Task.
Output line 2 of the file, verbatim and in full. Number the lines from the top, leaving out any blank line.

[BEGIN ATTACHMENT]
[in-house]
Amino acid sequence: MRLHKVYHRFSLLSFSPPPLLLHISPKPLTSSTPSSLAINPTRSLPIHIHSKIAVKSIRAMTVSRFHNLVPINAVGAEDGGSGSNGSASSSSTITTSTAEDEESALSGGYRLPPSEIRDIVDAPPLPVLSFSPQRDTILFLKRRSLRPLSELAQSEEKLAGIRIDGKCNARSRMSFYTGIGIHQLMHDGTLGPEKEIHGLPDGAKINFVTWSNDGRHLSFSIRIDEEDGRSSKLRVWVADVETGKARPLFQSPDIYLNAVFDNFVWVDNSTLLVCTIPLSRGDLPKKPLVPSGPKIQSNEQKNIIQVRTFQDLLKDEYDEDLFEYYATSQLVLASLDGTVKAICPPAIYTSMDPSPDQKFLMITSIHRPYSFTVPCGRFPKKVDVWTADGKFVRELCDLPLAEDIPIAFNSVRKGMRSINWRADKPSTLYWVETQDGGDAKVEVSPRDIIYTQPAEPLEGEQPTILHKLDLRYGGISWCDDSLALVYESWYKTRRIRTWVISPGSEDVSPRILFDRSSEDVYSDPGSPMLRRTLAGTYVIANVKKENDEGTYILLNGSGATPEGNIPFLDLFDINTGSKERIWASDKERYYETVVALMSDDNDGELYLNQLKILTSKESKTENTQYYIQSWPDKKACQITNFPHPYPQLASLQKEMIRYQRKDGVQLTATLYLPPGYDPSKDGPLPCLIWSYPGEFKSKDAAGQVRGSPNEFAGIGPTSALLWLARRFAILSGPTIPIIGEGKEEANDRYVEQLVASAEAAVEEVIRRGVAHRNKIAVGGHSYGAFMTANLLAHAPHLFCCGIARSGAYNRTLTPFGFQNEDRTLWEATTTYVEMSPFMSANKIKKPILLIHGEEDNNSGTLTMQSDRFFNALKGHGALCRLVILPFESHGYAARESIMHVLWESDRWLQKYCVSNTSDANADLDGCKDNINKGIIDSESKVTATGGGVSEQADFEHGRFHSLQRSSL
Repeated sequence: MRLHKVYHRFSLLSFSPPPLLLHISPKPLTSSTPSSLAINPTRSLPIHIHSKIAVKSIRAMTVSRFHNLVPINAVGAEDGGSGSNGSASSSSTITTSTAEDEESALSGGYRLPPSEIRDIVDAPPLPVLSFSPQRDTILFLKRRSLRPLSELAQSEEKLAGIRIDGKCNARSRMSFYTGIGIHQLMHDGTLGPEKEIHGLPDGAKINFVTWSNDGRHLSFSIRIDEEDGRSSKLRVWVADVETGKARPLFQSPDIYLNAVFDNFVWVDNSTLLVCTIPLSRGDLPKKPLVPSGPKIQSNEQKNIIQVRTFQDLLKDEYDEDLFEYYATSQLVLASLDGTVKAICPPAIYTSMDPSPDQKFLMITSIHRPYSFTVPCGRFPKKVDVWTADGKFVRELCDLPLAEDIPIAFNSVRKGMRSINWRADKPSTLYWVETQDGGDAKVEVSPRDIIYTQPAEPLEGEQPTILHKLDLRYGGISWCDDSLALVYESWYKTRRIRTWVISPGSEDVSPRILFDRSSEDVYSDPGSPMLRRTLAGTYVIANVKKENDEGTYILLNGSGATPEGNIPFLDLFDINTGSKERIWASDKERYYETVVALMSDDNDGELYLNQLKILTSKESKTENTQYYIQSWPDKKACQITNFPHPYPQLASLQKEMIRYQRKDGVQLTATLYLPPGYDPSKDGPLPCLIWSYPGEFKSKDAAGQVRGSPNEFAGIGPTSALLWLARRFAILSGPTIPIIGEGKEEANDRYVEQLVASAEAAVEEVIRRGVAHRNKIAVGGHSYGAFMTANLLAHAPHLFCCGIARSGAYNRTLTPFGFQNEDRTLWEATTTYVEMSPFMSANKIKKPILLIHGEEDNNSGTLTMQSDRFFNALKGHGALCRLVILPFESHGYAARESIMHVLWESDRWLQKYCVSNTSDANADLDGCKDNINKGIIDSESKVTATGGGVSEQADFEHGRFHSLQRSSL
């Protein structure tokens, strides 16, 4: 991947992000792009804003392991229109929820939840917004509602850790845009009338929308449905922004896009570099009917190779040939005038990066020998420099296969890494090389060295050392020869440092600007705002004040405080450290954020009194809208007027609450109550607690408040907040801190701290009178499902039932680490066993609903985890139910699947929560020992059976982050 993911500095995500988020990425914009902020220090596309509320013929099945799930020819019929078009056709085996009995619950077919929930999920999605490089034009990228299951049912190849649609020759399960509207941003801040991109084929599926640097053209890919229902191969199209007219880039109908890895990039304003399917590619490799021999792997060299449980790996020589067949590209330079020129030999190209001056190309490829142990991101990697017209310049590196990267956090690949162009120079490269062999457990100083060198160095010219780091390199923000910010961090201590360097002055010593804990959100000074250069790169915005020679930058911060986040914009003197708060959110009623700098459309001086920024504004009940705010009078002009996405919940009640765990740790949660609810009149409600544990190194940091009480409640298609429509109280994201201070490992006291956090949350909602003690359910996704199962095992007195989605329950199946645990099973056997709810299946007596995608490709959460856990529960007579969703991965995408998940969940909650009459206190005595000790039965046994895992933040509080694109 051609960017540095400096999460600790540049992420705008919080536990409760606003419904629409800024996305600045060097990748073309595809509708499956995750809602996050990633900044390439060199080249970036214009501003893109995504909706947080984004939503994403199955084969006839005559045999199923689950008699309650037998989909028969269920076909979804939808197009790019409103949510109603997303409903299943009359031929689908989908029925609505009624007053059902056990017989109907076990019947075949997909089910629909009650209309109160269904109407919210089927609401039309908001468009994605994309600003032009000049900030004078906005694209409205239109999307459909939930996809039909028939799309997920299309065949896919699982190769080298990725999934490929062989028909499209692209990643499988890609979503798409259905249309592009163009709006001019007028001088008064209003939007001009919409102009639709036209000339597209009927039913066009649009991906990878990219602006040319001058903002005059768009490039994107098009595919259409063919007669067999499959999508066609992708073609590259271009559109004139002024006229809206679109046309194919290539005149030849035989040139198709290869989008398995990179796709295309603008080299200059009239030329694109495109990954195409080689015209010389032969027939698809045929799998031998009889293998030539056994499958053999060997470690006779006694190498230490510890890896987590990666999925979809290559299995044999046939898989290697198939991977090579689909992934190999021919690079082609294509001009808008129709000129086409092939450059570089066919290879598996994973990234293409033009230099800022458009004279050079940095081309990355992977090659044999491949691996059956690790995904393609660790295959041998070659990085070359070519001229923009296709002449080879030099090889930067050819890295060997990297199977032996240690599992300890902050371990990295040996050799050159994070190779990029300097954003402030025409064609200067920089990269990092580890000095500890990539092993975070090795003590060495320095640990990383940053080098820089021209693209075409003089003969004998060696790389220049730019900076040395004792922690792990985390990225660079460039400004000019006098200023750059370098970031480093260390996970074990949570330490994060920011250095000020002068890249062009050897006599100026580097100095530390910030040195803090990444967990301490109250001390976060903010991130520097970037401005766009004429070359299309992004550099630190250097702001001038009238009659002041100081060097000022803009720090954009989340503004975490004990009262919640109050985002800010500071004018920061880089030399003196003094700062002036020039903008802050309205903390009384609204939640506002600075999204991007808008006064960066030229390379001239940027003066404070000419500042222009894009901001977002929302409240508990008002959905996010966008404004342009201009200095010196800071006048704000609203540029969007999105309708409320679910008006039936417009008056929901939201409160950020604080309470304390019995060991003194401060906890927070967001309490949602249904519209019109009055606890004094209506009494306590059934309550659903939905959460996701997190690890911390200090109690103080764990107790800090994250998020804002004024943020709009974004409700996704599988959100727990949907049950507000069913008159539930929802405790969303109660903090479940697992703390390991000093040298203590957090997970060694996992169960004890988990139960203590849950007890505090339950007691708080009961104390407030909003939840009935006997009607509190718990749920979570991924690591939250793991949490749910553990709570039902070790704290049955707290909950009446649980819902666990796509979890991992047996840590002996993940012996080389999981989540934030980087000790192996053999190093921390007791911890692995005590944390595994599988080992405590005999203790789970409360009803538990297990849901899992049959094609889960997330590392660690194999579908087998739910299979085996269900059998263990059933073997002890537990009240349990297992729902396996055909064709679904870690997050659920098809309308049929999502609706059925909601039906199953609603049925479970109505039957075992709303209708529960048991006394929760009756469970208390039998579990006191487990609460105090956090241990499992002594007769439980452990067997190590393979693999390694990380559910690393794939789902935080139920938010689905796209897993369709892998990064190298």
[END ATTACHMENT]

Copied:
Amino acid sequence: MRLHKVYHRFSLLSFSPPPLLLHISPKPLTSSTPSSLAINPTRSLPIHIHSKIAVKSIRAMTVSRFHNLVPINAVGAEDGGSGSNGSASSSSTITTSTAEDEESALSGGYRLPPSEIRDIVDAPPLPVLSFSPQRDTILFLKRRSLRPLSELAQSEEKLAGIRIDGKCNARSRMSFYTGIGIHQLMHDGTLGPEKEIHGLPDGAKINFVTWSNDGRHLSFSIRIDEEDGRSSKLRVWVADVETGKARPLFQSPDIYLNAVFDNFVWVDNSTLLVCTIPLSRGDLPKKPLVPSGPKIQSNEQKNIIQVRTFQDLLKDEYDEDLFEYYATSQLVLASLDGTVKAICPPAIYTSMDPSPDQKFLMITSIHRPYSFTVPCGRFPKKVDVWTADGKFVRELCDLPLAEDIPIAFNSVRKGMRSINWRADKPSTLYWVETQDGGDAKVEVSPRDIIYTQPAEPLEGEQPTILHKLDLRYGGISWCDDSLALVYESWYKTRRIRTWVISPGSEDVSPRILFDRSSEDVYSDPGSPMLRRTLAGTYVIANVKKENDEGTYILLNGSGATPEGNIPFLDLFDINTGSKERIWASDKERYYETVVALMSDDNDGELYLNQLKILTSKESKTENTQYYIQSWPDKKACQITNFPHPYPQLASLQKEMIRYQRKDGVQLTATLYLPPGYDPSKDGPLPCLIWSYPGEFKSKDAAGQVRGSPNEFAGIGPTSALLWLARRFAILSGPTIPIIGEGKEEANDRYVEQLVASAEAAVEEVIRRGVAHRNKIAVGGHSYGAFMTANLLAHAPHLFCCGIARSGAYNRTLTPFGFQNEDRTLWEATTTYVEMSPFMSANKIKKPILLIHGEEDNNSGTLTMQSDRFFNALKGHGALCRLVILPFESHGYAARESIMHVLWESDRWLQKYCVSNTSDANADLDGCKDNINKGIIDSESKVTATGGGVSEQADFEHGRFHSLQRSSL